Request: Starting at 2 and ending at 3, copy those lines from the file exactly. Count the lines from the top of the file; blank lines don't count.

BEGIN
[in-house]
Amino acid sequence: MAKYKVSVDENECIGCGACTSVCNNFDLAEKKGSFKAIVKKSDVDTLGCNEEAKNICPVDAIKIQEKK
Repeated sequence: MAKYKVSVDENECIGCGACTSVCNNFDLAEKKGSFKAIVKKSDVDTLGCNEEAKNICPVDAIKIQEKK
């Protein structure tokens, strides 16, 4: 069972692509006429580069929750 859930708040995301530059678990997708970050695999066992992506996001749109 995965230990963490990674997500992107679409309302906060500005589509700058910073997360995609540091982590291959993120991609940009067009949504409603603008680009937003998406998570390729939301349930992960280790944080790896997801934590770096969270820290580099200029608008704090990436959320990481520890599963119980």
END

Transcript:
Amino acid sequence: MAKYKVSVDENECIGCGACTSVCNNFDLAEKKGSFKAIVKKSDVDTLGCNEEAKNICPVDAIKIQEKK
Repeated sequence: MAKYKVSVDENECIGCGACTSVCNNFDLAEKKGSFKAIVKKSDVDTLGCNEEAKNICPVDAIKIQEKK